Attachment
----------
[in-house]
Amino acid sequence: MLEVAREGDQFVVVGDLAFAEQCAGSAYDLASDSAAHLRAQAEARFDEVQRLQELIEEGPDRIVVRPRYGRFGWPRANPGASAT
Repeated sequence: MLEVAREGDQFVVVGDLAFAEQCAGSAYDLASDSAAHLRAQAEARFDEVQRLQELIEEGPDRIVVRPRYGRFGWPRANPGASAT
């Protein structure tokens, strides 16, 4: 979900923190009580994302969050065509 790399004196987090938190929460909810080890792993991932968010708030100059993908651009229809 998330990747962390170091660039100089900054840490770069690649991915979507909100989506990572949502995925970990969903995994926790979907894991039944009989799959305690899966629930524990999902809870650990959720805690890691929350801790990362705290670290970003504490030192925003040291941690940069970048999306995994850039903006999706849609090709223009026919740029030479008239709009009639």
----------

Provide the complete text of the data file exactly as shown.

[in-house]
Amino acid sequence: MLEVAREGDQFVVVGDLAFAEQCAGSAYDLASDSAAHLRAQAEARFDEVQRLQELIEEGPDRIVVRPRYGRFGWPRANPGASAT
Repeated sequence: MLEVAREGDQFVVVGDLAFAEQCAGSAYDLASDSAAHLRAQAEARFDEVQRLQELIEEGPDRIVVRPRYGRFGWPRANPGASAT
């Protein structure tokens, strides 16, 4: 979900923190009580994302969050065509 790399004196987090938190929460909810080890792993991932968010708030100059993908651009229809 998330990747962390170091660039100089900054840490770069690649991915979507909100989506990572949502995925970990969903995994926790979907894991039944009989799959305690899966629930524990999902809870650990959720805690890691929350801790990362705290670290970003504490030192925003040291941690940069970048999306995994850039903006999706849609090709223009026919740029030479008239709009009639």